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Monday, October 11, 2010

In Britain, academics are frightened

Nick Cohen describes a public debate over radical Islam at the alma mater of Umar Farouk Abdulmutallab, better known in the US as the underwear bomber.
"When we sat down, they played a video that opened with shots of the Twin Towers after they'd been hit, then moved on to images of mujahideen fighting, firing rockets in Afghanistan," one member of the audience told the New York Times. "It was quite tense in the theatre, because I think lots of people were shocked by how extreme it was. It seemed to me like it was brainwashing, like they were trying to indoctrinate people."

The London Times found that one cleric who had lectured the UCL Islamic Society was on record as saying of the Jews (inevitably): "They're all the same. They've monopolised everything: the Holocaust, God, money, interest, usury, the world economy, the media, political institutions… they monopolised tyranny and oppression as well." Alongside the racism came the concomitant sexism, homophobia and hatred of the western world. Channel 4, for instance, had caught another visiting imam on camera saying that the testimony of women was worth half that of a man. As for gays, he added: "Do you practise homosexuality with men? Take that homosexual man and throw him off the mountain."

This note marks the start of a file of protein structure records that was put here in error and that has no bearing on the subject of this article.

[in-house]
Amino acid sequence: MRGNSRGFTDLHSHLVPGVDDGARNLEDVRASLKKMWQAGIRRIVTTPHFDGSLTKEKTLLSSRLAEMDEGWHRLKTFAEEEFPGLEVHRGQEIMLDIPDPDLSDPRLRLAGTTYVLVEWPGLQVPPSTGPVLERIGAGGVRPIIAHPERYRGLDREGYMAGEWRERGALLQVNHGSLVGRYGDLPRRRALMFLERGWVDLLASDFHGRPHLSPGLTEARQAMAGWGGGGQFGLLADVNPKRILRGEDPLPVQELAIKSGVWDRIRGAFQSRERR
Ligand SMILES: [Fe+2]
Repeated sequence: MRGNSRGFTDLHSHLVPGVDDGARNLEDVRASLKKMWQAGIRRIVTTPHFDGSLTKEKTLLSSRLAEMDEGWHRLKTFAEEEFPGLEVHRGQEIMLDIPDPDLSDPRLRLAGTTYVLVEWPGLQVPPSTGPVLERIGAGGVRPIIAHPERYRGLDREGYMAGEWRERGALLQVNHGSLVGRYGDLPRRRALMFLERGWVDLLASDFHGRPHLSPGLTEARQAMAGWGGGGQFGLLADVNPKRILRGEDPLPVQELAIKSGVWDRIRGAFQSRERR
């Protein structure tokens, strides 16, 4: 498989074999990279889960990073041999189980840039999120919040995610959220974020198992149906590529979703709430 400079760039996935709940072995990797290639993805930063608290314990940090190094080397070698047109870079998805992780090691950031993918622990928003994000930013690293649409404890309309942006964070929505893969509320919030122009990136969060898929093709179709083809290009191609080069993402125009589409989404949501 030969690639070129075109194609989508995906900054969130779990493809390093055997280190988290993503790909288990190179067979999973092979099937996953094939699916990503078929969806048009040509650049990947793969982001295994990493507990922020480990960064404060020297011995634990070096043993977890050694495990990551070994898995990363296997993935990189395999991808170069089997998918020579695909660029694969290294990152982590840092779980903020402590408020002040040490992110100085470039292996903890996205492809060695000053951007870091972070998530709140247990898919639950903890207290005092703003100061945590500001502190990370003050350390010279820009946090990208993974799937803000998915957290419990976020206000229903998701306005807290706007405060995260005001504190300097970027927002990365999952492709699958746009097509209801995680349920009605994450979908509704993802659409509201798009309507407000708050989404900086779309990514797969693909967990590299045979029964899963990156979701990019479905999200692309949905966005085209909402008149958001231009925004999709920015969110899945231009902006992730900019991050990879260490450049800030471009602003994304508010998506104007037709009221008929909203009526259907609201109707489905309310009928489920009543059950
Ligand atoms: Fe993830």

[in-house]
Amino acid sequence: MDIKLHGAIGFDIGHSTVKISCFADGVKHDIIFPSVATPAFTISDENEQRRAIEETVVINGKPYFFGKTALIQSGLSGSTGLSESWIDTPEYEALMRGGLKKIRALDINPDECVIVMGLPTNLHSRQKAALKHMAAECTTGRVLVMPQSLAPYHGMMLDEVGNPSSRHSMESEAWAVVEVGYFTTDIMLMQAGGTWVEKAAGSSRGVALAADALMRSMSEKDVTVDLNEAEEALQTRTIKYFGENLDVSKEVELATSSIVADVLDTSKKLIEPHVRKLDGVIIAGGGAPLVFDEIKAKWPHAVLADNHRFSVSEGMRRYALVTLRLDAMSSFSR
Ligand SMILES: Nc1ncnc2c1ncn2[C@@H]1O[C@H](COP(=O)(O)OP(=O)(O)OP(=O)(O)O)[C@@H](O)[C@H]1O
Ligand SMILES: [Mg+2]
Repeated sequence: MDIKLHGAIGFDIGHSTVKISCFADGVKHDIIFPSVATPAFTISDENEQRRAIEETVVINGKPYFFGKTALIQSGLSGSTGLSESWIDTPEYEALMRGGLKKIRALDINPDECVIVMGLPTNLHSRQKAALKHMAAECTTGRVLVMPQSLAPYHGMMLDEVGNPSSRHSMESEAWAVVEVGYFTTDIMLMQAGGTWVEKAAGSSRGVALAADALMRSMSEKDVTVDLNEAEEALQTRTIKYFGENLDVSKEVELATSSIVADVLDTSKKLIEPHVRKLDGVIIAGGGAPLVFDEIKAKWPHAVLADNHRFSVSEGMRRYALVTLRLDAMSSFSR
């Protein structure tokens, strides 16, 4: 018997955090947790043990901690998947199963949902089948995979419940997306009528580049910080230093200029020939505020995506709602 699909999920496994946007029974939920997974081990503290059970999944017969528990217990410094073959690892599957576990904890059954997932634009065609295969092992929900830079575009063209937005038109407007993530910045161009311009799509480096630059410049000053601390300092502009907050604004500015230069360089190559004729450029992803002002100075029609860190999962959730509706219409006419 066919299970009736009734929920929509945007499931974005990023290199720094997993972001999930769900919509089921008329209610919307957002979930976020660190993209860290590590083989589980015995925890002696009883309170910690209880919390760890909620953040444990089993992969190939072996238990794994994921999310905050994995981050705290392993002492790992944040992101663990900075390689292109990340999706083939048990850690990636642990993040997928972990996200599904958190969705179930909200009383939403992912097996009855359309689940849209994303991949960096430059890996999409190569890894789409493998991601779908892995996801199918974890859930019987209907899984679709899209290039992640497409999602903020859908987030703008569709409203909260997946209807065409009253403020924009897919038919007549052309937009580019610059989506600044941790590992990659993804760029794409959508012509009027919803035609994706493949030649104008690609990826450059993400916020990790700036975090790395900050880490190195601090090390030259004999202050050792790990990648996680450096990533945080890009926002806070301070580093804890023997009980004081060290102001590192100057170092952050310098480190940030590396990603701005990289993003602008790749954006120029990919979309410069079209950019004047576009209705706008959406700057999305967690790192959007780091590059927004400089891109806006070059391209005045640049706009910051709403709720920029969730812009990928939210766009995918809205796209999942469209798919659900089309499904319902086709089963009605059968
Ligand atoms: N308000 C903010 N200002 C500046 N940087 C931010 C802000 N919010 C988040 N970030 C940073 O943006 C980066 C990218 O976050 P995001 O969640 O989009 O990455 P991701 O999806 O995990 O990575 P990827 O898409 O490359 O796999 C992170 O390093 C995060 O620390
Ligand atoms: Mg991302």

You might have thought that in light of the above, academics would have wanted to protect their students. In particular, they should have wanted to protect Muslim students from going the way of Abdulmutallab.

Instead of facing the problem squarely, they pretended it did not exist. Philippe Sands, a law professor who is always alleging that Tony Blair is a "criminal" for overthrowing Saddam Hussein's genocidal tyranny, appeared undisturbed by the existence of actual criminals among his university's alumni. He didn't want to spy or snoop on his students, he said, and did not see why anyone should want him to. Other speakers followed the example set by the UCL's provost, Malcolm Grant, and avoided discussing extremism in the university by the shabby trick of denouncing those who wanted to talk about it as "Islamophobes".

Given the precedents, the report from the official inquiry was predestined to be a lame effort. As expected, it concluded last week that university life played no part in the radicalisation of Umar Farouk Abdulmutallab. I could attack it by emphasising that UCL had chosen to put on the inquiry team Muhammad Abdul Bari, secretary general of the Muslim Council of Britain. Dr Bari is high up in the Jamaat-e-Islami-dominated East London Mosque.
Read the whole thing. Cohen goes on to explain that those faculty members who do not support terror are afraid to speak up in Britain. Is it too late to save Britain? Unless more Brits are willing to fight for their freedom, it sure sounds like it is.


At 7:58 PM, Blogger NormanF said...

The West's future isn't looking very good. Islamo-pandering and attacks on Israel betray its insecurity and lack of confidence in its own future.

As it stands, the climate will get worse. And the spinelessness of the brightest minds of day shows the West is not equipped, intellectually and spiritually, to take the war to Islam.

What could go wrong indeed


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